UZH-Logo

Intrinsic resistance of oligodendrocytes to prion infection.


Prinz, M; Montrasio, F; Furukawa, H; van der Haar, M E; Schwarz, Petra; Rülicke, T; Giger, O T; Häusler, K G; Perez, D; Glatzel, M; Aguzzi, A (2004). Intrinsic resistance of oligodendrocytes to prion infection. Journal of Neuroscience, 24(26):5974-5981.

Abstract

Within the CNS, the normal form of cellular prion protein (PrP(C)) is expressed on neurons, oligodendrocytes, and astrocytes. The contribution of these cell types to prion replication and pathogenesis is unclear. To assess the role of oligodendrocytes, we expressed PrP(C) under the control of the myelin basic protein (MBP) promoter in mice lacking endogenous PrP(C). PrP(C) was detected in oligodendrocytes and Schwann cells but not in neurons and astrocytes. MBP-PrP mice never developed scrapie after intracerebral, intraperitoneal, or intraocular challenge with scrapie prions. Transgenic brains did not contain protease-resistant prion protein and did not transmit scrapie when inoculated into PrP(C)-overexpressing indicator mice. To investigate whether prion spread within the CNS depends on oligodendrocytic PrP(C), we implanted PrP(C)-overexpressing neuroectodermal grafts into MBP-PrP brains. After intraocular prion inoculation, none of the grafts showed spongiform encephalopathy or prion infectivity. Hence oligodendrocytes do not support cell-autonomous prion replication, establishment of subclinical disease, and neural spread of prions. Prion resistance sets oligodendrocytes aside from both neurons and astrocytes.

Within the CNS, the normal form of cellular prion protein (PrP(C)) is expressed on neurons, oligodendrocytes, and astrocytes. The contribution of these cell types to prion replication and pathogenesis is unclear. To assess the role of oligodendrocytes, we expressed PrP(C) under the control of the myelin basic protein (MBP) promoter in mice lacking endogenous PrP(C). PrP(C) was detected in oligodendrocytes and Schwann cells but not in neurons and astrocytes. MBP-PrP mice never developed scrapie after intracerebral, intraperitoneal, or intraocular challenge with scrapie prions. Transgenic brains did not contain protease-resistant prion protein and did not transmit scrapie when inoculated into PrP(C)-overexpressing indicator mice. To investigate whether prion spread within the CNS depends on oligodendrocytic PrP(C), we implanted PrP(C)-overexpressing neuroectodermal grafts into MBP-PrP brains. After intraocular prion inoculation, none of the grafts showed spongiform encephalopathy or prion infectivity. Hence oligodendrocytes do not support cell-autonomous prion replication, establishment of subclinical disease, and neural spread of prions. Prion resistance sets oligodendrocytes aside from both neurons and astrocytes.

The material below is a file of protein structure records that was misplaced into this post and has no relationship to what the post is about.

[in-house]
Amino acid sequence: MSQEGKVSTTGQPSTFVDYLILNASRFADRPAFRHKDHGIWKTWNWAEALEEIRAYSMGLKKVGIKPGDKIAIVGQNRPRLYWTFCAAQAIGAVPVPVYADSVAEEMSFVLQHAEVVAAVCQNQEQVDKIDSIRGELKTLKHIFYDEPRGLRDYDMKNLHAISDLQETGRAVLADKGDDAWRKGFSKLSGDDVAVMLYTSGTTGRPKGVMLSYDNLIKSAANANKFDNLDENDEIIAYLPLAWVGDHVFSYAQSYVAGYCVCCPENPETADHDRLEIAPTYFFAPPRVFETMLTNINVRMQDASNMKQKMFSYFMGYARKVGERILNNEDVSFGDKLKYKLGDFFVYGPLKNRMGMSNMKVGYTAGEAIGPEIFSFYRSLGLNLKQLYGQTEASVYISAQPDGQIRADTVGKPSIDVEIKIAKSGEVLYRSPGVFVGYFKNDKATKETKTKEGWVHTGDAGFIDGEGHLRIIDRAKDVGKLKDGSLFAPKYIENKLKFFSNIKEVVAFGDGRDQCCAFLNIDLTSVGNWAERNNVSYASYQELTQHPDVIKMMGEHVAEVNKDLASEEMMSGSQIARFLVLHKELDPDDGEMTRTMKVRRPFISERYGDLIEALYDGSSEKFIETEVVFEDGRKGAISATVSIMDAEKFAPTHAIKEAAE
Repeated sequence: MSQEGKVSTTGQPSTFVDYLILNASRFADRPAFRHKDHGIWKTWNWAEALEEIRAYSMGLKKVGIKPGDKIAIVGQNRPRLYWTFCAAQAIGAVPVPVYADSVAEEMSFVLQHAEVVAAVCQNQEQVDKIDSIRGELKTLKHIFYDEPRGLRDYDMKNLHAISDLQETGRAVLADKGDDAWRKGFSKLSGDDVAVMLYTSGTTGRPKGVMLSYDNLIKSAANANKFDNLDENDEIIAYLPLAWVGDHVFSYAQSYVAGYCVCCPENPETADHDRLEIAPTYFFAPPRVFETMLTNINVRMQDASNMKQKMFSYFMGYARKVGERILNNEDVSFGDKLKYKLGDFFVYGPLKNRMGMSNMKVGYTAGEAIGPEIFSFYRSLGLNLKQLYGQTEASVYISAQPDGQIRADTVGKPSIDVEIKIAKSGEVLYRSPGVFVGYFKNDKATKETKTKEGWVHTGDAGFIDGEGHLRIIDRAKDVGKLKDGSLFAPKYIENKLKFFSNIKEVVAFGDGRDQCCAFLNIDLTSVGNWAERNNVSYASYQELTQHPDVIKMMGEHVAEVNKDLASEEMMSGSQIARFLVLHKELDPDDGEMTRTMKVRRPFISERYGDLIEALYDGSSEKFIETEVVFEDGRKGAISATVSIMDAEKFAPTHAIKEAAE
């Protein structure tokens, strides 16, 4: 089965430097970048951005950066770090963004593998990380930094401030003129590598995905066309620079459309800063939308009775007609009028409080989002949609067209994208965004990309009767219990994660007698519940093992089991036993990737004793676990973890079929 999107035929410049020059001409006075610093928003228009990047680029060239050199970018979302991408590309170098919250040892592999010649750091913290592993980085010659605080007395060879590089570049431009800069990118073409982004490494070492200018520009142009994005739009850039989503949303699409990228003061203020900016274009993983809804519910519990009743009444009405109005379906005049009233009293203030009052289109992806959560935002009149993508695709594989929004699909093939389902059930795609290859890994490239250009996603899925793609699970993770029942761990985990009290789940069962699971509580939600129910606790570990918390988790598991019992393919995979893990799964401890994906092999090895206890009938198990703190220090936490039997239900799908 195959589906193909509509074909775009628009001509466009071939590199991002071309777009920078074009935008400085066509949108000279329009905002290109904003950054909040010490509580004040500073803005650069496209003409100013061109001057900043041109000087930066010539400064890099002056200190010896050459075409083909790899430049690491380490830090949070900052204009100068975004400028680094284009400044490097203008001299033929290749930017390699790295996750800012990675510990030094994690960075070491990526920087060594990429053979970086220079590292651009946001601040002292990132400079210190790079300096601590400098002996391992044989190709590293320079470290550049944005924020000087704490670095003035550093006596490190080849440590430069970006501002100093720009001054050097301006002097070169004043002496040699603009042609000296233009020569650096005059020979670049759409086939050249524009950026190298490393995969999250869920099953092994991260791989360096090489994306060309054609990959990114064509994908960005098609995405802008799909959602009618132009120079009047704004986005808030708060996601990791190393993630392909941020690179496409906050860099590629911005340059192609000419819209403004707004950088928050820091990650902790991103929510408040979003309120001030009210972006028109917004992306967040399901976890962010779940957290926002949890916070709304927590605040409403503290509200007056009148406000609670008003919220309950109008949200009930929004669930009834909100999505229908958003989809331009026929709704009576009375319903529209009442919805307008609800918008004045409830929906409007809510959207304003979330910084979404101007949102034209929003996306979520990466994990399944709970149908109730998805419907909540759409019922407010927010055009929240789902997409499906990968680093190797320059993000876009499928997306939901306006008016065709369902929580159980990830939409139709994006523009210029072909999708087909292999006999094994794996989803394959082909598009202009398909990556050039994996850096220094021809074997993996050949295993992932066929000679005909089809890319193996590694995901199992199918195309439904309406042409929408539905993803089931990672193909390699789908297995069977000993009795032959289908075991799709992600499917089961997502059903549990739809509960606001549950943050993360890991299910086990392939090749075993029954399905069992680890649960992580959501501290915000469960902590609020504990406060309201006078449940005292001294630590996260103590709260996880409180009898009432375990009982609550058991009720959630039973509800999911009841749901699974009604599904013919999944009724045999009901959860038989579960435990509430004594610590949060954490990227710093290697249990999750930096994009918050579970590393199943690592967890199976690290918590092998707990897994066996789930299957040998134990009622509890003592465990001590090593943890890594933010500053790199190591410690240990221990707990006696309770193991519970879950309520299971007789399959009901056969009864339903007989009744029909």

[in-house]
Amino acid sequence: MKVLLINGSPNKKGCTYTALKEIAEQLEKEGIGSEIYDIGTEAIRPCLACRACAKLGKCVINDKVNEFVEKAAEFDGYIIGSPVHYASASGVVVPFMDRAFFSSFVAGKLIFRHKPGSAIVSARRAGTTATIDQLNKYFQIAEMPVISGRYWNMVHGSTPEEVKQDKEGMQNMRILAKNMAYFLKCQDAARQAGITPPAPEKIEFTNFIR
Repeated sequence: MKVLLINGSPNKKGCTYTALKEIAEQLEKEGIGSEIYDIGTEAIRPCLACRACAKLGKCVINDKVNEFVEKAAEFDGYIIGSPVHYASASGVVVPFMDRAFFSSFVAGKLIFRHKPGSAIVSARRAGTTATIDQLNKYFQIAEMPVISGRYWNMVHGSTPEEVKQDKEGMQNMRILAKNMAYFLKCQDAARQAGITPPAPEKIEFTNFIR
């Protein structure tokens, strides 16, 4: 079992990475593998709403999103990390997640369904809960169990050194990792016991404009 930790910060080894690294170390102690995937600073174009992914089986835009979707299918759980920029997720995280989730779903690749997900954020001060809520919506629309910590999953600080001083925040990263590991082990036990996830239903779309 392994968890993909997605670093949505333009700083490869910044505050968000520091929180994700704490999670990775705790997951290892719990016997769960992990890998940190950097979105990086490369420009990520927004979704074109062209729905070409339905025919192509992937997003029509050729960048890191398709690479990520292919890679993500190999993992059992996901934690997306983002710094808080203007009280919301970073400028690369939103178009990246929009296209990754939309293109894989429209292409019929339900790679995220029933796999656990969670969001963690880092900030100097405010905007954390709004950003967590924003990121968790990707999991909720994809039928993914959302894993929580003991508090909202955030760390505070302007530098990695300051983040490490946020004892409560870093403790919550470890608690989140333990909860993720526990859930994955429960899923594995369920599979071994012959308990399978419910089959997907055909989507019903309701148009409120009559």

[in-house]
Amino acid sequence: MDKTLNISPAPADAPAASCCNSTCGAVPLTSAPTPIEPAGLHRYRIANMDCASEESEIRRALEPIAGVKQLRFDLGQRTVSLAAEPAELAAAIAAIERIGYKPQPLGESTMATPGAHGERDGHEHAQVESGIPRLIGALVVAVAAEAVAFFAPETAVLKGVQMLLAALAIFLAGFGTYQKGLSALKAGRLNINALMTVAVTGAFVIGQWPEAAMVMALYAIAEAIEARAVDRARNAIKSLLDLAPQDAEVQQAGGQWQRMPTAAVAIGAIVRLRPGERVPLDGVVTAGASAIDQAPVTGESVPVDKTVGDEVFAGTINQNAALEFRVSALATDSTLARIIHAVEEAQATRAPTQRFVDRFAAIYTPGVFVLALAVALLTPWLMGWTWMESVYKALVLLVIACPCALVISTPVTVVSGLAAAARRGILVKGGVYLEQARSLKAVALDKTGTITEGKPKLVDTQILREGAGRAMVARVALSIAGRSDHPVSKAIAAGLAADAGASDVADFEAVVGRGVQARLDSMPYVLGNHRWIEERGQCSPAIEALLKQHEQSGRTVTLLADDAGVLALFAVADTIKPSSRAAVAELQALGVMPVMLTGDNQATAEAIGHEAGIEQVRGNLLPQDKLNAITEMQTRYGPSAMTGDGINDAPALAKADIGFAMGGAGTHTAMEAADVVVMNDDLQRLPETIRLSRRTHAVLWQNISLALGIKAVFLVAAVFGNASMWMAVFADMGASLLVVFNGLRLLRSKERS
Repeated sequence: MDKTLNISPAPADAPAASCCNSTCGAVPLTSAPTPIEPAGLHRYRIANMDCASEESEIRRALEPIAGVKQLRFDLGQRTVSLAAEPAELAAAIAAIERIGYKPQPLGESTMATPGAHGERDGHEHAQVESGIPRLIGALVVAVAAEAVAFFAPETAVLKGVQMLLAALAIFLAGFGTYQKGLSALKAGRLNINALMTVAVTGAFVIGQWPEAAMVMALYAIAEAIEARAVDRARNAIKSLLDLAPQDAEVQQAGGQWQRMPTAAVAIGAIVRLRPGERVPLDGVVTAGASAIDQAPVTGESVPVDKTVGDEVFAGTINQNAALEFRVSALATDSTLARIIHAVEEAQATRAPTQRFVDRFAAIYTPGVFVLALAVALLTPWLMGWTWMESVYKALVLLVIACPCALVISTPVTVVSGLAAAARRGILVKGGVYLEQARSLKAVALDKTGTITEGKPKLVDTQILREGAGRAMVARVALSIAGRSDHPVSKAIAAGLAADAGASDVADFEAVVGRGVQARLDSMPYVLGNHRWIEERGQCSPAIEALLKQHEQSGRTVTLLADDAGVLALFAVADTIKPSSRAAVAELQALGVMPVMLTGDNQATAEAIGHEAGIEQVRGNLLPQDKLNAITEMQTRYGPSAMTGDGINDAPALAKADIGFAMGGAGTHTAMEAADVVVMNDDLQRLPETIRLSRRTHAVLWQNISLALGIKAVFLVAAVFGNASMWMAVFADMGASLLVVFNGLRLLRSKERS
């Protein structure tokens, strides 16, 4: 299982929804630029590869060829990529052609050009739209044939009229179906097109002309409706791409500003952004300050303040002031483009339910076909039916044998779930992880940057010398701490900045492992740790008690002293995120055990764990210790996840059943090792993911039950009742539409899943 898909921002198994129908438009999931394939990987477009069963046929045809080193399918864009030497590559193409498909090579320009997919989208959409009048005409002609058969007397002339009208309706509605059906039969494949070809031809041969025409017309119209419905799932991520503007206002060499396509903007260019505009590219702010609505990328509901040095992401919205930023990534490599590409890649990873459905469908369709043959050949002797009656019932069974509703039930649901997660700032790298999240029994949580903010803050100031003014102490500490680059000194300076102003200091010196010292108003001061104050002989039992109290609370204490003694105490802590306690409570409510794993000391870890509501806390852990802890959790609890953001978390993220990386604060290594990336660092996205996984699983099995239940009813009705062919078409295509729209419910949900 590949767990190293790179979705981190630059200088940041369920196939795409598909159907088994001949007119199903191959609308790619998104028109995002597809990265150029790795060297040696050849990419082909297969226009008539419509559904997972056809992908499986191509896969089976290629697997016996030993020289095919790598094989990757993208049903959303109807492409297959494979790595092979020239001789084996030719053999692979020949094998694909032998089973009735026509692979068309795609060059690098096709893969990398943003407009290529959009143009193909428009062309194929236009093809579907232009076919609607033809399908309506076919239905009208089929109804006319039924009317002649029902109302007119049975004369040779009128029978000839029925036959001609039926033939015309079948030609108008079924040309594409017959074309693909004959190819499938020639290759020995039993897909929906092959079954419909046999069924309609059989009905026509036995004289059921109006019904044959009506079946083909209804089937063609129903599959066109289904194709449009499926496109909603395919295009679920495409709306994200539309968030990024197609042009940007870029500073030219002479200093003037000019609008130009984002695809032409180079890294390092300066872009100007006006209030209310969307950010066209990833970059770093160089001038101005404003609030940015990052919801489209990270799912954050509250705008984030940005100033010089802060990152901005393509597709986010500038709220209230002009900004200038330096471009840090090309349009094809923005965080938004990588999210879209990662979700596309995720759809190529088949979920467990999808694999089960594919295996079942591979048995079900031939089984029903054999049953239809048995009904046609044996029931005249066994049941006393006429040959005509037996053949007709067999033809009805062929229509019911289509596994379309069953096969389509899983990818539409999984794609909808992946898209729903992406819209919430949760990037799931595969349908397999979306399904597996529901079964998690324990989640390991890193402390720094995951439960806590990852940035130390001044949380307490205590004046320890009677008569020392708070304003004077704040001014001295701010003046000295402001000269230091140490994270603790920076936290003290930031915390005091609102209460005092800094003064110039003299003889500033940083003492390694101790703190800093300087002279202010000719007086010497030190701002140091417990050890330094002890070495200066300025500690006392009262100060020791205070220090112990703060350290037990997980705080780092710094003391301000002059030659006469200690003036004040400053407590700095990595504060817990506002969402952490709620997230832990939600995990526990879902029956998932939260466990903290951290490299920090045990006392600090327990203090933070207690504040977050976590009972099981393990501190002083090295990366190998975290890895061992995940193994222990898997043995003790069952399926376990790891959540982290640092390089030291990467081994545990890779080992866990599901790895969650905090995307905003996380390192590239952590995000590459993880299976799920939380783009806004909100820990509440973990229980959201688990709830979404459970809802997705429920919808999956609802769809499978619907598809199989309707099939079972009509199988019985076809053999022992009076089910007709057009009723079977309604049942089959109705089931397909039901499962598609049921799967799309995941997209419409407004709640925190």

Citations

25 citations in Web of Science®
24 citations in Scopus®
Google Scholar™

Altmetrics

Downloads

200 downloads since deposited on 11 Feb 2008
26 downloads since 12 months
Detailed statistics

Additional indexing

Item Type:Journal Article, refereed
Communities & Collections:04 Faculty of Medicine > University Hospital Zurich > Institute of Neuropathology
Dewey Decimal Classification:570 Life sciences; biology
610 Medicine & health
Language:English
Date:30 June 2004
Deposited On:11 Feb 2008 12:26
Last Modified:05 Apr 2016 12:21
Publisher:Society for Neuroscience
ISSN:0270-6474
Publisher DOI:10.1523/JNEUROSCI.0122-04.2004
PubMed ID:15229245
Permanent URL: http://doi.org/10.5167/uzh-1956

Download

[img]
Preview
Filetype: PDF
Size: 520kB
View at publisher

TrendTerms

TrendTerms displays relevant terms of the abstract of this publication and related documents on a map. The terms and their relations were extracted from ZORA using word statistics. Their timelines are taken from ZORA as well. The bubble size of a term is proportional to the number of documents where the term occurs. Red, orange, yellow and green colors are used for terms that occur in the current document; red indicates high interlinkedness of a term with other terms, orange, yellow and green decreasing interlinkedness. Blue is used for terms that have a relation with the terms in this document, but occur in other documents.
You can navigate and zoom the map. Mouse-hovering a term displays its timeline, clicking it yields the associated documents.

Author Collaborations